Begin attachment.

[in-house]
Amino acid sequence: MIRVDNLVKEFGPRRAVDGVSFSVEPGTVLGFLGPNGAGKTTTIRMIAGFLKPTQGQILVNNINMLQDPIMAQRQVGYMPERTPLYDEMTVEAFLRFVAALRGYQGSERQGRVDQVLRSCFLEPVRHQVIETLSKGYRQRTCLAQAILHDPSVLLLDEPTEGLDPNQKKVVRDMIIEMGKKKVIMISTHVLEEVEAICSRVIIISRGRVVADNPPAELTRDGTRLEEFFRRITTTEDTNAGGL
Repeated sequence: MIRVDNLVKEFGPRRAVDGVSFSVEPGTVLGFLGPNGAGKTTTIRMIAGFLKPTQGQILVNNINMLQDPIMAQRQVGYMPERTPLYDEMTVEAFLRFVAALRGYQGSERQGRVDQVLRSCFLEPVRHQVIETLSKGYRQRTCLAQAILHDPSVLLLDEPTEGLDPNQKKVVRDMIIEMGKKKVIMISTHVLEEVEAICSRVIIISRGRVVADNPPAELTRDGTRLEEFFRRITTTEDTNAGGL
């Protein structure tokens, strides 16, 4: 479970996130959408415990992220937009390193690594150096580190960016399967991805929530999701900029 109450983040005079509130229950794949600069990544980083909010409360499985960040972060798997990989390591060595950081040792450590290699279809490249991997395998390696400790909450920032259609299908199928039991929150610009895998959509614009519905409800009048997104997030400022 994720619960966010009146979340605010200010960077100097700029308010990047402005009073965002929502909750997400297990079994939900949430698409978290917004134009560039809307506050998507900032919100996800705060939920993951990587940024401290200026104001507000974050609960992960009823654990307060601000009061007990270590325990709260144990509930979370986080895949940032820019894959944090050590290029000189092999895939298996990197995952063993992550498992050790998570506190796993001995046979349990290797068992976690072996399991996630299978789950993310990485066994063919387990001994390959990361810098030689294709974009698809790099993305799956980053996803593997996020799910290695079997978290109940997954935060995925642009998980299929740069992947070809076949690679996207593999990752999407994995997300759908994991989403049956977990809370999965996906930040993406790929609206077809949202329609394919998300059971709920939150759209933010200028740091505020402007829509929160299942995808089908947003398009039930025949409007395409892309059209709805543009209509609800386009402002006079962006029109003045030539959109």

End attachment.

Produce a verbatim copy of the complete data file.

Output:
[in-house]
Amino acid sequence: MIRVDNLVKEFGPRRAVDGVSFSVEPGTVLGFLGPNGAGKTTTIRMIAGFLKPTQGQILVNNINMLQDPIMAQRQVGYMPERTPLYDEMTVEAFLRFVAALRGYQGSERQGRVDQVLRSCFLEPVRHQVIETLSKGYRQRTCLAQAILHDPSVLLLDEPTEGLDPNQKKVVRDMIIEMGKKKVIMISTHVLEEVEAICSRVIIISRGRVVADNPPAELTRDGTRLEEFFRRITTTEDTNAGGL
Repeated sequence: MIRVDNLVKEFGPRRAVDGVSFSVEPGTVLGFLGPNGAGKTTTIRMIAGFLKPTQGQILVNNINMLQDPIMAQRQVGYMPERTPLYDEMTVEAFLRFVAALRGYQGSERQGRVDQVLRSCFLEPVRHQVIETLSKGYRQRTCLAQAILHDPSVLLLDEPTEGLDPNQKKVVRDMIIEMGKKKVIMISTHVLEEVEAICSRVIIISRGRVVADNPPAELTRDGTRLEEFFRRITTTEDTNAGGL
């Protein structure tokens, strides 16, 4: 479970996130959408415990992220937009390193690594150096580190960016399967991805929530999701900029 109450983040005079509130229950794949600069990544980083909010409360499985960040972060798997990989390591060595950081040792450590290699279809490249991997395998390696400790909450920032259609299908199928039991929150610009895998959509614009519905409800009048997104997030400022 994720619960966010009146979340605010200010960077100097700029308010990047402005009073965002929502909750997400297990079994939900949430698409978290917004134009560039809307506050998507900032919100996800705060939920993951990587940024401290200026104001507000974050609960992960009823654990307060601000009061007990270590325990709260144990509930979370986080895949940032820019894959944090050590290029000189092999895939298996990197995952063993992550498992050790998570506190796993001995046979349990290797068992976690072996399991996630299978789950993310990485066994063919387990001994390959990361810098030689294709974009698809790099993305799956980053996803593997996020799910290695079997978290109940997954935060995925642009998980299929740069992947070809076949690679996207593999990752999407994995997300759908994991989403049956977990809370999965996906930040993406790929609206077809949202329609394919998300059971709920939150759209933010200028740091505020402007829509929160299942995808089908947003398009039930025949409007395409892309059209709805543009209509609800386009402002006079962006029109003045030539959109």